Study finds all three proteins required for SARS-CoV-2 infection present in human glossopharyngeal and vagal nerves

The early cases of severe acute respiratory syndrome coronavirus (SARS-CoV-2) infections saw people reporting a temporary loss of smell and taste (anosmia and dysgeusia) for about one-third of confirmed cases. The initial studies identified the widely distributed angiotensin-converting enzyme (ACE2) receptor as the primary site for the virus.

Study: SARS-CoV-2 entry sites are present in all structural elements of the human glossopharyngeal and vagal nerves: clinical implications. Image Credit: Nhemz/ShutterstockStudy: SARS-CoV-2 entry sites are present in all structural elements of the human glossopharyngeal and vagal nerves: clinical implications. Image Credit: Nhemz/Shutterstock

However, the transmembrane protease, serine 2 (TMPRSS2), an intracellular protease, has now been confirmed to promote viral entry into cells by the cleavage of the S protein into S1 (receptor binding) and S2 (membrane fusion domains). S2 mediates host-virus fusion. As shown by other studies, the membrane protein neuropilin1 (NRP1) is another alternate entry site for the virus.

Recent studies have also reported the presence of viral spike protein receptors in olfactory neurons. However, no study has been published to date showing the presence of viral entry sites in human cranial nerves: VII, IX, and X, responsible for taste sensations.

It is now known that pathogens can migrate across the cribriform plate (paracellular migration) from the infected olfactory epithelium. The perineural channels form a direct connection to the cerebrospinal fluid (CSF) space and the olfactory bulb. For centuries, these channels have been known to connect the nasal cavity to the central nervous system (CNS) extracellular/CSF space.

Taking it ahead from this point, researchers explored the presence of coronavirus receptors in the glossopharyngeal and vagal cranial nerves. They published a report recently in the preprint server bioRxiv* wherein they studied these nerves from human post-mortem samples to study cellular structures of these nerves expressing receptors for SARS-CoV-2.

About the study

Researchers obtained de-identified post-mortem human brain samples from the Human Brain Tissue Bank, Semmelweis University. The brains were dissected, and they isolated specific brainstem areas with cranial nerves.

Cranial nerves are known to contain a large number of connective tissue cells forming sheaths that surround the nerve (epineurium), the fascicles (perineurium), and the myelinated axons (endoneurium). The function of these fibroblast-like cells in human cranial nerves may be immune surveillance as they have lymphatic endothelial markers and are in contact with the endoneurial fluid. Some of them make nestin and may be involved in regenerating nerves and myelin following injuries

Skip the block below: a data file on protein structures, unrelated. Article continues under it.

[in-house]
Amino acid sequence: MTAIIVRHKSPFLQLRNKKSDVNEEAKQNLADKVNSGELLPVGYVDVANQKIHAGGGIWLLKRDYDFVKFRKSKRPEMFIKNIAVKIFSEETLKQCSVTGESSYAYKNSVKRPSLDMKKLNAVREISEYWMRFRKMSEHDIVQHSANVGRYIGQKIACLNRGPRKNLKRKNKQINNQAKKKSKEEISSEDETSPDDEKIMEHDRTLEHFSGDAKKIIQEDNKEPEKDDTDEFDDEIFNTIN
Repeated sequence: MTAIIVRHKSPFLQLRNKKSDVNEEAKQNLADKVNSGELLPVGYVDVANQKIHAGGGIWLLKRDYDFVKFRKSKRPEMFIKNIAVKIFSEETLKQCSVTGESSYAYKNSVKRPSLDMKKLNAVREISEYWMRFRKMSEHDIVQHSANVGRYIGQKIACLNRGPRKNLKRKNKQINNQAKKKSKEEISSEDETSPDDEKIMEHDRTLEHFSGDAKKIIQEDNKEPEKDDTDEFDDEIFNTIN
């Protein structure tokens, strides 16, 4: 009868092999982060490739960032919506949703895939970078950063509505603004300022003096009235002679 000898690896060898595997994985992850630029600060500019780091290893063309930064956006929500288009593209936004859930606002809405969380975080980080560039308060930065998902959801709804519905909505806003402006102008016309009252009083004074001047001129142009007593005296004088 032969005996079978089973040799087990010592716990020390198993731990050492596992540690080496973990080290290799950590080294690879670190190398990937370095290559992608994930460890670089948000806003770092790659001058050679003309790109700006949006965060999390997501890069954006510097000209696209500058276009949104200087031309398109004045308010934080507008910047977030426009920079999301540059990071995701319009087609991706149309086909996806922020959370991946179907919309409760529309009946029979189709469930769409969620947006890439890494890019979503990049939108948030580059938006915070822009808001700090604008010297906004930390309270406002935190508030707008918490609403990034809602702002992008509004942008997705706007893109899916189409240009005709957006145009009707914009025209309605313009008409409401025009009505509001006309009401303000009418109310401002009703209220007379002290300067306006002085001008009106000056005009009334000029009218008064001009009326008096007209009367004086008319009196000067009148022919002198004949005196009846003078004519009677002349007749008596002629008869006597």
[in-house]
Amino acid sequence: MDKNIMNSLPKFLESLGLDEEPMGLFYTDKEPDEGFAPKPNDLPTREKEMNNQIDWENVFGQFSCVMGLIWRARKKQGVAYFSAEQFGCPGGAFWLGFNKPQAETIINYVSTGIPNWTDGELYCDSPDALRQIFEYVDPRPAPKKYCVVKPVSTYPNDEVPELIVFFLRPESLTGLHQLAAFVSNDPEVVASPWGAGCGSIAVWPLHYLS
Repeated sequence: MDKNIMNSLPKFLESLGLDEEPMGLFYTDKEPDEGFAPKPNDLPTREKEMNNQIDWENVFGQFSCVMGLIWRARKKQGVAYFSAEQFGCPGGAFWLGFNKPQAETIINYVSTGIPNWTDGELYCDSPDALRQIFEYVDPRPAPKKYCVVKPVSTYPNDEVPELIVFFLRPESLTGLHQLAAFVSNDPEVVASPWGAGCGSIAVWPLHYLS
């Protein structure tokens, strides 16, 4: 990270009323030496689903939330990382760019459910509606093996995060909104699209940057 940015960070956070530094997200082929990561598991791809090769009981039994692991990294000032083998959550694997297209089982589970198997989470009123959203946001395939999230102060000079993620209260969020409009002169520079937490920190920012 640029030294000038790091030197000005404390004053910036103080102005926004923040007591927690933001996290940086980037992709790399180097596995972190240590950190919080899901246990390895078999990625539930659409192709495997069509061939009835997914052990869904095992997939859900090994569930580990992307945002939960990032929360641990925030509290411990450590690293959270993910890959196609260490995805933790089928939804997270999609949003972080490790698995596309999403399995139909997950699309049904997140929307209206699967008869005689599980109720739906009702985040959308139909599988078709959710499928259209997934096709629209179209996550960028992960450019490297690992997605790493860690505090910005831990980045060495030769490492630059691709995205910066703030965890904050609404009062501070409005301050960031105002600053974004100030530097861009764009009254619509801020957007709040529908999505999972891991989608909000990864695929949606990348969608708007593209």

Researchers used immunocytochemistry to examine three post-mortem donor samples of the IXth (glossopharyngeal) and Xth (vagal) cranial nerves. The area where these nerves left/joined the medulla in all three donors was studied to confirm ACE2, NRP1, and TMPRSS2. Two samples were paraffin-embedded, and one was frozen.

After staining the required sections from these isolated nerves, researchers extracted the RNA, reverse transcribed it to cDNA, and performed PCR to confirm the presence of the mRNAs that encoded the proteins visualized.

All three proteins required for SARS-CoV-2 infections were obtained in the human IXth and Xth nerves near the medulla. The binding sites for the SARS-CoV-2 viral spike proteins, ACE2 and NRP1 were widely expressed in the nerve bundles, myelin sheaths, axons, and vascular walls.

The researchers found both SARS-CoV-2 viral entry sites in all cell types within the nerve. Researchers also found TMPRSS2, the protease responsible for priming the spike protein within the infected cell, to be present in all cell types, with especially high concentrations in fibroblasts. Vascular endothelium and smooth muscle cells expressed lower levels of TMPRSS2 in comparison to ACE2.

Implication

The results from this study could help explain the pathogenesis of SARS-CoV-2 and discover more about the potential damage it can do to the central and peripheral nervous system while infecting our bodies. This becomes even more important when considered for cases of asymptomatic disease; wherein one can at least have an idea of the range of damage done to the body, albeit without showing any visible symptom.

*Important notice

bioRxiv publishes preliminary scientific reports that are not peer-reviewed and, therefore, should not be regarded as conclusive, guide clinical practice/health-related behavior, or treated as established information.

Journal reference:
Sreetama Dutt

Written by

Sreetama Dutt

Sreetama Dutt has completed her B.Tech. in Biotechnology from SRM University in Chennai, India and holds an M.Sc. in Medical Microbiology from the University of Manchester, UK. Initially decided upon building her career in laboratory-based research, medical writing and communications happened to catch her when she least expected it. Of course, nothing is a coincidence.

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